María Josefa Gabriela Cariño Silang (1731 – 1763) was the first woman to lead a revolution in the Philippines against the Spanish occupier. When her husband died, she took over to lead the movement, until her own arrest and execution.
A youth under the Spanish occupation
María Josefa Gabriela Cariño was born on March 19, 1731 in Santa (Ilocos Sur province in the Philippines) to a mother of the indigenous Tinguian (or Itneg) people and the Spanish merchant Anselmo Cariño. At that time, the Philippines was under Spanish domination, and the colonial authority manifested itself mainly through the Church and its hierarchy, priests and religious. The occupation is not accepted smoothly, and revolts break out regularly.
In her early childhood, Gabriela was separated from her mother and raised by her father. While attending primary school at a convent, she received religious education from the local parish priest. When she reached 20, her father arranged a marriage between her and Tomás Millan, a wealthy merchant who died three years later.
Widowed, Gabriela met Diego Silang, an insurgent leader against the occupier whom she married in 1757. A major conflict between certain colonialist powers and taking place simultaneously on several continents, the Seven Years' War broke out the previous year.
The revolt against the Spaniards
In 1762, England declared war and Spain and British forces, using Indian troops, landed in the Philippines. They met little resistance there and captured Manila in 1762. Diego and Gabriela Silang saw the events as a unique opportunity to get rid of the Spanish officials and replace them with native Filipinos. Supported and advised by his wife, who became his unofficial aide-de-camp, Diego collaborated with the British and was appointed governor of the province of Ilocos Sur. England promises him military support to fight against the Spaniards, but this support will never arrive.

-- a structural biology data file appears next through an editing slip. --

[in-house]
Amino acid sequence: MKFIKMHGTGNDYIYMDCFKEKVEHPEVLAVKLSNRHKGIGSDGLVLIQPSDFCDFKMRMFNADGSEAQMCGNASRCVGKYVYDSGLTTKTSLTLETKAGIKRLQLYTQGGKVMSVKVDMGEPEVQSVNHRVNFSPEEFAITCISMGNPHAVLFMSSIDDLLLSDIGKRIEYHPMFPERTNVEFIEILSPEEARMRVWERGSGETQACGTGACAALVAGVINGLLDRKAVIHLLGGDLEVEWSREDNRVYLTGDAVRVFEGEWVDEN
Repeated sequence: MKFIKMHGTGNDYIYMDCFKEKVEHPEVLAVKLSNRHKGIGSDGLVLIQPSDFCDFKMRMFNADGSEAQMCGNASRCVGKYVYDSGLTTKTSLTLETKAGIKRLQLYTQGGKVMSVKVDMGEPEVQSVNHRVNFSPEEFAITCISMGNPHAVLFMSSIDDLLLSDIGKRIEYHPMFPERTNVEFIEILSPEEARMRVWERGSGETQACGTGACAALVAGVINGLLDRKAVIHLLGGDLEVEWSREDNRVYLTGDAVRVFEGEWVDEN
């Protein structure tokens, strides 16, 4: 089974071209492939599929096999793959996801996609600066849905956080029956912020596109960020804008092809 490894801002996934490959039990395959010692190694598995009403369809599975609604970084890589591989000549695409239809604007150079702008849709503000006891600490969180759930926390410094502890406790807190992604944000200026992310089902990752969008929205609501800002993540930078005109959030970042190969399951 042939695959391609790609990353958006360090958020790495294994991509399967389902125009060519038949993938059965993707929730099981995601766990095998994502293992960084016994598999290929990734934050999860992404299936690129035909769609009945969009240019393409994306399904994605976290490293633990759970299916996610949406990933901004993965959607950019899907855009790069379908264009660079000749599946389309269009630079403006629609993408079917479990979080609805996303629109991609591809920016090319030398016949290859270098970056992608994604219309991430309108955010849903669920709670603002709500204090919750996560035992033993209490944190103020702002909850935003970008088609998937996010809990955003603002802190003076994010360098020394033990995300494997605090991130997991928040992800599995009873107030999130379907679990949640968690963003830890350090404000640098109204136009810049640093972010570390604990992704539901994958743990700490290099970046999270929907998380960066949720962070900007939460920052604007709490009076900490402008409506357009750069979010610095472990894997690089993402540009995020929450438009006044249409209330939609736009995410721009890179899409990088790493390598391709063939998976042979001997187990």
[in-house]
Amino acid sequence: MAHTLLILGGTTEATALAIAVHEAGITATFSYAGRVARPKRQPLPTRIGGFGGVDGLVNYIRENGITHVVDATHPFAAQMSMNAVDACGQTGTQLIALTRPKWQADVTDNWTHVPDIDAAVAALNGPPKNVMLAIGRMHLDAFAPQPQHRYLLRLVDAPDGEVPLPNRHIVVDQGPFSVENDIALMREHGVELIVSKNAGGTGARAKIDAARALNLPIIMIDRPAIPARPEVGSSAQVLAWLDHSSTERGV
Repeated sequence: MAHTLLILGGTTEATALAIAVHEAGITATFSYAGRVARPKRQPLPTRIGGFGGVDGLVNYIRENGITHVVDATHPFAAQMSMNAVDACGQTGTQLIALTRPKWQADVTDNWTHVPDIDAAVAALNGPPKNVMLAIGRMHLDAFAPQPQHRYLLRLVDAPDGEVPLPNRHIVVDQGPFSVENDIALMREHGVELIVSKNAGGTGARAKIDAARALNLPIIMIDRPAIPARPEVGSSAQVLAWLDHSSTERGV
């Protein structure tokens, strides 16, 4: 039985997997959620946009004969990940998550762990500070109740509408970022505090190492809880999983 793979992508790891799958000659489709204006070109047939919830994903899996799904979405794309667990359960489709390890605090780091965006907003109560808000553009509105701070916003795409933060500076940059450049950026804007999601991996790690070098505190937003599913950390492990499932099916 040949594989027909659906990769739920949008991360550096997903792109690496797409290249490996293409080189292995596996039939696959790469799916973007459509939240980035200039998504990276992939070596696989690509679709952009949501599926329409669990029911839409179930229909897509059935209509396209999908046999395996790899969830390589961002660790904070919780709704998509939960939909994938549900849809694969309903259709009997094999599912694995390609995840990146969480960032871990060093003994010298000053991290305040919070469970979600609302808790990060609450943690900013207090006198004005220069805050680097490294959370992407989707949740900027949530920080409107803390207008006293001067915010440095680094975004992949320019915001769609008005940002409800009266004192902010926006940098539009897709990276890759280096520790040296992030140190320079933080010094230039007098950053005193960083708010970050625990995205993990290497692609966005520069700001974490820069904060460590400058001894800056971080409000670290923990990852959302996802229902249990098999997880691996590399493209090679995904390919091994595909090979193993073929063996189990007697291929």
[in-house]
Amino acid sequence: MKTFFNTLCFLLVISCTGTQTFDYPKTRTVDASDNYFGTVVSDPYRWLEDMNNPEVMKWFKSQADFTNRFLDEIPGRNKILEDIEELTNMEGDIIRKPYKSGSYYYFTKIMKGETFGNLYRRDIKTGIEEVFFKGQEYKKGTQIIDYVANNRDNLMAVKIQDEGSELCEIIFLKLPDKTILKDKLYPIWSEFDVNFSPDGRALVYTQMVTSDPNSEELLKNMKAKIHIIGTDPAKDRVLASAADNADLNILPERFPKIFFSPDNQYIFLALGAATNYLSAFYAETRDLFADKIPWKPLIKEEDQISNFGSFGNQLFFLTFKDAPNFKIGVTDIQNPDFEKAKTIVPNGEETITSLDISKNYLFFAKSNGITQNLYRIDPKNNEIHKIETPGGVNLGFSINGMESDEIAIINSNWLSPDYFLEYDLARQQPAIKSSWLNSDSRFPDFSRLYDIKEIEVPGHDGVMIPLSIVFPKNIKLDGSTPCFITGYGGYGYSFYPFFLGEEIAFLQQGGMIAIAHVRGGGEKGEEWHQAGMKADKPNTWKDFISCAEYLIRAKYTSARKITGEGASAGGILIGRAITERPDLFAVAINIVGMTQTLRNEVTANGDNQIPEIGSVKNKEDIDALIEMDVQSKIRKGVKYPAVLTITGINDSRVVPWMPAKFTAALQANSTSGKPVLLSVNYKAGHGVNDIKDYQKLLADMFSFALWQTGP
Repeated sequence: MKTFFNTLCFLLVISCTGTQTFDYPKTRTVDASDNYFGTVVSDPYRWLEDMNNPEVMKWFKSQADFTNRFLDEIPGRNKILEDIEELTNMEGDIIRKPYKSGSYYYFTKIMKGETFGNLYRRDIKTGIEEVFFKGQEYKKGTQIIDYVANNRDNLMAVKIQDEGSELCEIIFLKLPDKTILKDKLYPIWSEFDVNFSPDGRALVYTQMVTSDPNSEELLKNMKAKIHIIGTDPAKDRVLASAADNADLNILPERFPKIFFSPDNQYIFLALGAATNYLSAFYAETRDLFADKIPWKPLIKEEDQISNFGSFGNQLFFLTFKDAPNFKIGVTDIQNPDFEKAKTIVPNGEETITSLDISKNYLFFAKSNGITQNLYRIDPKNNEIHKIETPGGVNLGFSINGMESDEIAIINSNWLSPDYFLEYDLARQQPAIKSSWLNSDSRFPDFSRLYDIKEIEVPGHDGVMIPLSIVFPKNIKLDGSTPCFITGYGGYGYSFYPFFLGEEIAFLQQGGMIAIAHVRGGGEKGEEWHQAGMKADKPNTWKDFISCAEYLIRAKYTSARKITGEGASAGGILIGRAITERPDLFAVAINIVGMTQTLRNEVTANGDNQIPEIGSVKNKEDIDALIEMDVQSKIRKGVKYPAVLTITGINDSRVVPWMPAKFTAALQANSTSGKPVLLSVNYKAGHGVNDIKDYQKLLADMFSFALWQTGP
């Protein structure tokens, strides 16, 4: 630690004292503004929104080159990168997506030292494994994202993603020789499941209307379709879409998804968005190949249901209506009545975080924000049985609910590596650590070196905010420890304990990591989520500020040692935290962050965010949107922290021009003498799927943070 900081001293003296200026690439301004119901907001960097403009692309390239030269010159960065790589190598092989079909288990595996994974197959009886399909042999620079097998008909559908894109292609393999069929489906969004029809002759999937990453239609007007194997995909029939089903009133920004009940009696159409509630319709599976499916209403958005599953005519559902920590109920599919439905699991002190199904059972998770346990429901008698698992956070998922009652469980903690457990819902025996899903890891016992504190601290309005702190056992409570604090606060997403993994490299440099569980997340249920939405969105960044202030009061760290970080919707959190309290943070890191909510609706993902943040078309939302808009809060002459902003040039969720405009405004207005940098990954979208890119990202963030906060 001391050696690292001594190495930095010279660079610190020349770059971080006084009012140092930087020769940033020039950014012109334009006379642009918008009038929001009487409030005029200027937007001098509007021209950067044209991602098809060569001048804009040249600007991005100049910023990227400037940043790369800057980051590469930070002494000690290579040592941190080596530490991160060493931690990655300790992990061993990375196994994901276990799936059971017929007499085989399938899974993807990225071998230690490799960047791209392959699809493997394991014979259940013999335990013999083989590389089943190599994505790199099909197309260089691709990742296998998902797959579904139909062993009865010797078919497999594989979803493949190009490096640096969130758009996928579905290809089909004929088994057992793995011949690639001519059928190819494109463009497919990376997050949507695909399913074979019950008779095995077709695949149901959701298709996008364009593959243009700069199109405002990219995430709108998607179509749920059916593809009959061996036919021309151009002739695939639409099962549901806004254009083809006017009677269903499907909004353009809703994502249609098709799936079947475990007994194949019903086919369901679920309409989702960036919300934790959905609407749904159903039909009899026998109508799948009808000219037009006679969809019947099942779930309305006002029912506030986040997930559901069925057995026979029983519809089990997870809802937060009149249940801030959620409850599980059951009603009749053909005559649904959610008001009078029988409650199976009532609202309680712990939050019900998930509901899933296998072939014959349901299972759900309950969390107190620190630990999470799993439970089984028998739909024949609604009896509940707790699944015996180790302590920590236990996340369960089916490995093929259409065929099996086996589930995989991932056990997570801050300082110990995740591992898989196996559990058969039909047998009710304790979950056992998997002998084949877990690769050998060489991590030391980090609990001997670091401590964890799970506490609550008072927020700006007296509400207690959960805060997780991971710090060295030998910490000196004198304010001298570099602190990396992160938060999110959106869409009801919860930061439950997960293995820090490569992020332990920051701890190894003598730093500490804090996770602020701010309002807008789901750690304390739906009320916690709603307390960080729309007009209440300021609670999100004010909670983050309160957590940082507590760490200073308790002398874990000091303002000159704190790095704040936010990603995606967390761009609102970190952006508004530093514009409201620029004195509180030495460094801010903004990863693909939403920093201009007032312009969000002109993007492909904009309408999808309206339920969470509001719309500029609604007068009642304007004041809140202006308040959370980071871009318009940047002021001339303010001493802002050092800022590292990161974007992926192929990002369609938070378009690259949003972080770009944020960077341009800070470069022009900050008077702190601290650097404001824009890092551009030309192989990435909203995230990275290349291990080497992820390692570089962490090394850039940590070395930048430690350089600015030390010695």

The Spaniards react by putting a price on Diego's head. In May 1763, two of his former allies, Miguel Vicos and Pedro Becbec, assassinated him. In order not to suffer the same fate as her husband, Gabriela, widowed for the second time, fled to Tayum (province of Abra, in the Philippines). She took refuge there with her uncle, Nicolas Cariño, before taking over from her husband at the head of the revolt against the Spanish occupier. While Diego's death shattered the rebels' hope, Gabriela restores their confidence. She begins by appointing two first generals, Miguel Flores and Tagabuen Infiel, establishes a new base, gathers the rebel troops and leads them into battle. The popular image represents the Generala on horseback, fighting with a bolo knife (a weapon similar to a machete).
Gabriela Silang scores a stunning first victory by liberating her hometown, Santa. Defeat prompts Spaniards to redouble efforts to defeat La Generala , the first Filipina to threaten them. She then established a new camp at Pidigan, where she would have seen her mother again, from whom she had been separated as a child. In September 1763, the Generala and its troops descended on the city of Vigan to besiege it. She leads several attacks, more or less victorious, against the Spanish troops. Casualties were heavy on both sides, and when the assaults ended, the rebel forces were overwhelmed by the enemy. Gabriela tries to flee but troops led by Miguel Vicos, one of her husband's assassins, capture her with several dozen of his lieutenants.
On September 20, 1763, Gabriela Silang and her men were hanged in the central square of Vigan. After an American and then Japanese occupation, the Philippines regained its independence in July 1946. Gabriela Silang remains a symbol of the Filipino fight for independence, and of the place that women held in it.